The ballad of Hadlock:
the Seal Hunter Showman
(a fictionalized account of the life and death of Captain Samuel Hadlock, Jr)
writer: Robin Clifford Wood
producer: Penobscot Theatre Company, penobscottheatre.org
voice actor: James Konicek jameskonicek.com
audio engineer: Neil E. Graham
I am excited to report that the following poem won a 2nd place in the Writer's Digest Annual Competition in the rhyming poetry category:
Mother’s Day at a distance:
Many daughters and their moms will spend this Mother’s Day
Adapting to the distances that keep them far away.
We’ll call and chat by video or maybe send some flowers,
Instead of hugs and clasping hands and chats at bedtime hours.
And some of us will be with Mom through deft improvisation,
Since no one yet’s perfected afterlife communication.
Instead of Zoom or video, I go outdoors to link;
I take a breath and listen hard and stare without a blink.
I still can feel my Mom’s caress, her knobbled hands on mine.
I don’t know if it’s God or Earth, but surely it’s divine.
I feel her by the pond where I hear peepers gaily cheeping;
I smell her in the garden where the greening thyme is creeping.
I hear her voice in cardinal song and gusty breezes racing.
The sun and moon and turning earth will be our shared embracing.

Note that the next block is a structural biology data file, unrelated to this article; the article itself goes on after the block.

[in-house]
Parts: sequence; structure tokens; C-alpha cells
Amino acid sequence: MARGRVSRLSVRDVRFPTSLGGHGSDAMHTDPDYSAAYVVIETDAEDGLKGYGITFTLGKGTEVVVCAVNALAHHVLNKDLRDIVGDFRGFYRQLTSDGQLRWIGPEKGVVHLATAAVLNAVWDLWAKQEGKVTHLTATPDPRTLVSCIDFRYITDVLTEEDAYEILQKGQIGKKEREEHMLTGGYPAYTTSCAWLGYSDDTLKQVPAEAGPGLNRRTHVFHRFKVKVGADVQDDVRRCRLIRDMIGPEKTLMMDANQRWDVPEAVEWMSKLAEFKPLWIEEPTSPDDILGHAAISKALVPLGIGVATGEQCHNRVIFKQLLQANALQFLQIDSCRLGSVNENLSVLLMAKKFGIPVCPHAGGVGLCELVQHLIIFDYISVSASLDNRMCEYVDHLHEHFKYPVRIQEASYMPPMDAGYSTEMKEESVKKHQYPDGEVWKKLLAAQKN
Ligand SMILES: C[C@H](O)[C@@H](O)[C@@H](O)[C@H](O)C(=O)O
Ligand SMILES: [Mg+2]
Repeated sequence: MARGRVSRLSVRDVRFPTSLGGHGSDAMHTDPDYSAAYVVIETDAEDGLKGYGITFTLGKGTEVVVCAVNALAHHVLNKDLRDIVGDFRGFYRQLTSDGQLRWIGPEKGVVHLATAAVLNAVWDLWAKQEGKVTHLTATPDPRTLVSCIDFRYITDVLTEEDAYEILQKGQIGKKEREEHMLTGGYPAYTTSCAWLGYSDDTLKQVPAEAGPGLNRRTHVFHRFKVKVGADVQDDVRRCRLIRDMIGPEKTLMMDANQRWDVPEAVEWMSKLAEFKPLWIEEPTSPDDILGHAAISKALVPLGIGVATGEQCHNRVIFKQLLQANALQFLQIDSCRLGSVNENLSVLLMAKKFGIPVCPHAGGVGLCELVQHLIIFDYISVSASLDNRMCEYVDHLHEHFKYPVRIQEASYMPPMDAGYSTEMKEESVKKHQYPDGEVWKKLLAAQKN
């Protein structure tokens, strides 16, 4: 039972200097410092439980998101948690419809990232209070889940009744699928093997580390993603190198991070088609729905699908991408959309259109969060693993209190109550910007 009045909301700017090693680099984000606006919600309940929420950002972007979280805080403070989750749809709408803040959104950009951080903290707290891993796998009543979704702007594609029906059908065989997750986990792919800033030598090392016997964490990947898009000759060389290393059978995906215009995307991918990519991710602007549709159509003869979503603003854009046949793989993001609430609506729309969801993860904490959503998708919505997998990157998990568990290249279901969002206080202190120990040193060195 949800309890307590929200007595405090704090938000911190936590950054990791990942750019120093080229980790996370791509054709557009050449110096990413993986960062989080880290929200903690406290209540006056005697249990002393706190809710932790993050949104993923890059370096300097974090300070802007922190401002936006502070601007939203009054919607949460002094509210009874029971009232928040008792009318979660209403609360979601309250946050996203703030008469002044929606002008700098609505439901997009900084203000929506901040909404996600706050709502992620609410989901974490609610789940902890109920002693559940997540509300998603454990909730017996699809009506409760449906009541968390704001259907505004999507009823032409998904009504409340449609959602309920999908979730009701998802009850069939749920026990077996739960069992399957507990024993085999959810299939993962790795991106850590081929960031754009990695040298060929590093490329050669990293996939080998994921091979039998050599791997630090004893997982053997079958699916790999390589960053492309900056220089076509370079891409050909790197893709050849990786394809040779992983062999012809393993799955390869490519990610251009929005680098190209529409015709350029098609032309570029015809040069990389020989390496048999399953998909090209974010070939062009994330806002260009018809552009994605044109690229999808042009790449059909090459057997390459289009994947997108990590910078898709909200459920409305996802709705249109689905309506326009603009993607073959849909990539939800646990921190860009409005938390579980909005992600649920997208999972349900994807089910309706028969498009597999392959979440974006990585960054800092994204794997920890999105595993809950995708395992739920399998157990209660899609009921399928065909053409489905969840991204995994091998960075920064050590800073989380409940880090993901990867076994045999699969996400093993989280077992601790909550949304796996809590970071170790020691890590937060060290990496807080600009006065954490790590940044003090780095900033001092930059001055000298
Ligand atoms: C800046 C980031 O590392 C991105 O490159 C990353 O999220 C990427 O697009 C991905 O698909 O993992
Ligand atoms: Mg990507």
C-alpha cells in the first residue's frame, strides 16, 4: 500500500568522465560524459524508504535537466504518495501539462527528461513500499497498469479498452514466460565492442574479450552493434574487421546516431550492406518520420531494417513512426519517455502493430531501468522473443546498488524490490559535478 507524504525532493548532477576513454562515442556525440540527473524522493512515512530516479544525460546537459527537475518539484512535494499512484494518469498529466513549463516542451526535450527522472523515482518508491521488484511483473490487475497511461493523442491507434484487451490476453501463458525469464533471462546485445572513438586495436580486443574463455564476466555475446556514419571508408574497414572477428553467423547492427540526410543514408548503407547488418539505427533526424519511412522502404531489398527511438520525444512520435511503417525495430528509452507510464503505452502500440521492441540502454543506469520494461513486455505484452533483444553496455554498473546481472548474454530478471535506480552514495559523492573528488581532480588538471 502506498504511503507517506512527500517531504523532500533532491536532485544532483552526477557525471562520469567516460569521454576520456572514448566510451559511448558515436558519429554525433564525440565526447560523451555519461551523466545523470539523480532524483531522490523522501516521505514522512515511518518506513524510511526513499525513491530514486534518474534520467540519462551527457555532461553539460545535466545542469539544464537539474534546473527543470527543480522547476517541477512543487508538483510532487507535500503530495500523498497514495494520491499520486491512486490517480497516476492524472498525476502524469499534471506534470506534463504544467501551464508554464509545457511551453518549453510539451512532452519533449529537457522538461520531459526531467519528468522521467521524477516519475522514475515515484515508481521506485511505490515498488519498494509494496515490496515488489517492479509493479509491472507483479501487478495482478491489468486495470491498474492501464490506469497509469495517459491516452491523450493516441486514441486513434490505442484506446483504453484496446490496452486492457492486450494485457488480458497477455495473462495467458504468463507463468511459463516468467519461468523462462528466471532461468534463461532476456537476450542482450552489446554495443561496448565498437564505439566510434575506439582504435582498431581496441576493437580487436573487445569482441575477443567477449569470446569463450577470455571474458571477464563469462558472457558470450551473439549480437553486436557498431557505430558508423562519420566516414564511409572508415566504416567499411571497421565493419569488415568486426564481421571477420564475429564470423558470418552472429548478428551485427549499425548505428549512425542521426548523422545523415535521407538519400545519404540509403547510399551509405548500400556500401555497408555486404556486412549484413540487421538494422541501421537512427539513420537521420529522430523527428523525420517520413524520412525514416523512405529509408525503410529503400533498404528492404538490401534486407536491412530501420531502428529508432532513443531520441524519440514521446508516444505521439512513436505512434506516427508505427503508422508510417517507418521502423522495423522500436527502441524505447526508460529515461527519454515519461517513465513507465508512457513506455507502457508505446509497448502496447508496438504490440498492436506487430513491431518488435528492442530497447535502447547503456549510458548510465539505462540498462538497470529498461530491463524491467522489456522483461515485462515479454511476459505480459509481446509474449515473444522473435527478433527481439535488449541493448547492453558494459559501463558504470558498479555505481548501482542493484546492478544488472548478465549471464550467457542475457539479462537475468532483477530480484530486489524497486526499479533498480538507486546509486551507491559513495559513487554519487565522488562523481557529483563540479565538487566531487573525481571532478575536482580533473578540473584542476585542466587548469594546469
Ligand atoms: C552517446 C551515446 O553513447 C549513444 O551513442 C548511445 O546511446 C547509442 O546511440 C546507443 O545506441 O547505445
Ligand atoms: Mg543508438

I speak to Mom with heart and soul, and surely she can hear me;
She taught me – the unfolding world holds wonders ever near me.
Dear Mom, if you were here on Earth, I’d tell you of my cheer:
My daughter had a daughter, Mom, who’s spunky, bright, and dear.
She opens wide her little mouth, delighting in her world.
A sense of awe and wonder fills me as her life’s unfurled.
My Nellie’s now a mother, Mom, as both of us have been.
I’m watching her become a mom, and two new lives begin.
And there you are again, you know, your love, your strong embrace.
When Nellie lifts her baby girl, you’re there, in Nellie’s face.
June 18, 2020
The threshold of summer, at last, reaches north,
Where summery mornings sing busily forth.
For when they arrive they announce themselves loudly,
With flowers abloom and puffed birds preaching proudly.
The goldfinches flit and the peonies droop;
The bullfrogs harrumph and the tree swallows swoop;
A duck family glides on the still-water pond;
Two muskrats are feasting on lush cattail frond;
The maple leaves, backlit by dawning sun’s rays
Surpass stained glass windows in summoning praise.
My breath catches short and my heart goes ablaze
For all that is lovely in Earth’s glory days.
April 24, 2020
Trapped Too Long Alone
Another day of staying home,
the sun has arced its course,
traversed the soaring blue-deep dome
with quarantine in force.
How was your day? What did you do?
The question seems to scold.
I ate, I walked, I tied my shoe;
the day and I grew old.
Without a job or task in line
or friends’ reflected gaze,
I cannot seem to self-define;
my self has bled to haze.
In isolation’s empty hours
our steam-vents jam and groan.
The inner self erupts and cowers
when trapped too long alone.
Jan. 18, 2020
Impeachment reflections in verse
I wonder if you’ve noticed that my blog avoids the news.
I’m quite aware of all the mess, the falses and the trues.
Impeachment is enormous, then again it’s sort of not;
With Trump as head of state we hear unheard-ofs quite a lot.
My paucity of politics is not a blog mistake.